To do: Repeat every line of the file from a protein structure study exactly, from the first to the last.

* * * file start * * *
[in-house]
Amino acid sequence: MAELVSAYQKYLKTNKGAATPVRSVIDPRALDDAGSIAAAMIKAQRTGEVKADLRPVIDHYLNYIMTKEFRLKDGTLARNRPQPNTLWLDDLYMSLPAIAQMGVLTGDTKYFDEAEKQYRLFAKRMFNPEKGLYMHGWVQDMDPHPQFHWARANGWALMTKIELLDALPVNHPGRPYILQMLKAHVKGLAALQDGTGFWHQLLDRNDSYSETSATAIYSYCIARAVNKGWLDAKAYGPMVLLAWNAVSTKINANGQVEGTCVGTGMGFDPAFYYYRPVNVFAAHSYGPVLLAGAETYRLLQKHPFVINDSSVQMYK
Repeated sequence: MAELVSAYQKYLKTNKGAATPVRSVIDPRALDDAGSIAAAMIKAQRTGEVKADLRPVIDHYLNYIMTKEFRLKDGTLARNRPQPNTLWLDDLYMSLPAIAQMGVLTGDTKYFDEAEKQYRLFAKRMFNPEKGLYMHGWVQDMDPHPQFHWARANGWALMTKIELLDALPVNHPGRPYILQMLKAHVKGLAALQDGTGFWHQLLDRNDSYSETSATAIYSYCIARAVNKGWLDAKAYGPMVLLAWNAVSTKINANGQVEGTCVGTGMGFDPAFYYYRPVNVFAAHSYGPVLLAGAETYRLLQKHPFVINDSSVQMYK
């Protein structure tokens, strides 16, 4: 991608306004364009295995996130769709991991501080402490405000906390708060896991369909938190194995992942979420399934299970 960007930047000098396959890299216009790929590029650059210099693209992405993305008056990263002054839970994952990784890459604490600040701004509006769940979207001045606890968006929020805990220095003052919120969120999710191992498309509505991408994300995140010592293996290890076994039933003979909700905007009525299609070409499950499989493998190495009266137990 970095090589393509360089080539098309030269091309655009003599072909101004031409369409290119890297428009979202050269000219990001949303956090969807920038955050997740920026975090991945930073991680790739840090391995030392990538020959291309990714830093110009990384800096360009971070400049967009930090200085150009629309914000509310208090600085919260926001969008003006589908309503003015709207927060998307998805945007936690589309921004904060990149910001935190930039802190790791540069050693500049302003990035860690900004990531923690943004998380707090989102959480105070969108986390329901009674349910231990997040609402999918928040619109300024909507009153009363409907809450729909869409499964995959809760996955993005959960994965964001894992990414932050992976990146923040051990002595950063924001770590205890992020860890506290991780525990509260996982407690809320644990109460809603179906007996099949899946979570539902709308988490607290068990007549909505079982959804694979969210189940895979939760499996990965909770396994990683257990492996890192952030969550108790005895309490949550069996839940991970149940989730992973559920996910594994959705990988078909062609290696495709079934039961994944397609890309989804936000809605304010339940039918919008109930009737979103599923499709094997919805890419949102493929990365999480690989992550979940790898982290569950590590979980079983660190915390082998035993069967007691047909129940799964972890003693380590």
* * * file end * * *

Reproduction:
[in-house]
Amino acid sequence: MAELVSAYQKYLKTNKGAATPVRSVIDPRALDDAGSIAAAMIKAQRTGEVKADLRPVIDHYLNYIMTKEFRLKDGTLARNRPQPNTLWLDDLYMSLPAIAQMGVLTGDTKYFDEAEKQYRLFAKRMFNPEKGLYMHGWVQDMDPHPQFHWARANGWALMTKIELLDALPVNHPGRPYILQMLKAHVKGLAALQDGTGFWHQLLDRNDSYSETSATAIYSYCIARAVNKGWLDAKAYGPMVLLAWNAVSTKINANGQVEGTCVGTGMGFDPAFYYYRPVNVFAAHSYGPVLLAGAETYRLLQKHPFVINDSSVQMYK
Repeated sequence: MAELVSAYQKYLKTNKGAATPVRSVIDPRALDDAGSIAAAMIKAQRTGEVKADLRPVIDHYLNYIMTKEFRLKDGTLARNRPQPNTLWLDDLYMSLPAIAQMGVLTGDTKYFDEAEKQYRLFAKRMFNPEKGLYMHGWVQDMDPHPQFHWARANGWALMTKIELLDALPVNHPGRPYILQMLKAHVKGLAALQDGTGFWHQLLDRNDSYSETSATAIYSYCIARAVNKGWLDAKAYGPMVLLAWNAVSTKINANGQVEGTCVGTGMGFDPAFYYYRPVNVFAAHSYGPVLLAGAETYRLLQKHPFVINDSSVQMYK
């Protein structure tokens, strides 16, 4: 991608306004364009295995996130769709991991501080402490405000906390708060896991369909938190194995992942979420399934299970 960007930047000098396959890299216009790929590029650059210099693209992405993305008056990263002054839970994952990784890459604490600040701004509006769940979207001045606890968006929020805990220095003052919120969120999710191992498309509505991408994300995140010592293996290890076994039933003979909700905007009525299609070409499950499989493998190495009266137990 970095090589393509360089080539098309030269091309655009003599072909101004031409369409290119890297428009979202050269000219990001949303956090969807920038955050997740920026975090991945930073991680790739840090391995030392990538020959291309990714830093110009990384800096360009971070400049967009930090200085150009629309914000509310208090600085919260926001969008003006589908309503003015709207927060998307998805945007936690589309921004904060990149910001935190930039802190790791540069050693500049302003990035860690900004990531923690943004998380707090989102959480105070969108986390329901009674349910231990997040609402999918928040619109300024909507009153009363409907809450729909869409499964995959809760996955993005959960994965964001894992990414932050992976990146923040051990002595950063924001770590205890992020860890506290991780525990509260996982407690809320644990109460809603179906007996099949899946979570539902709308988490607290068990007549909505079982959804694979969210189940895979939760499996990965909770396994990683257990492996890192952030969550108790005895309490949550069996839940991970149940989730992973559920996910594994959705990988078909062609290696495709079934039961994944397609890309989804936000809605304010339940039918919008109930009737979103599923499709094997919805890419949102493929990365999480690989992550979940790898982290569950590590979980079983660190915390082998035993069967007691047909129940799964972890003693380590």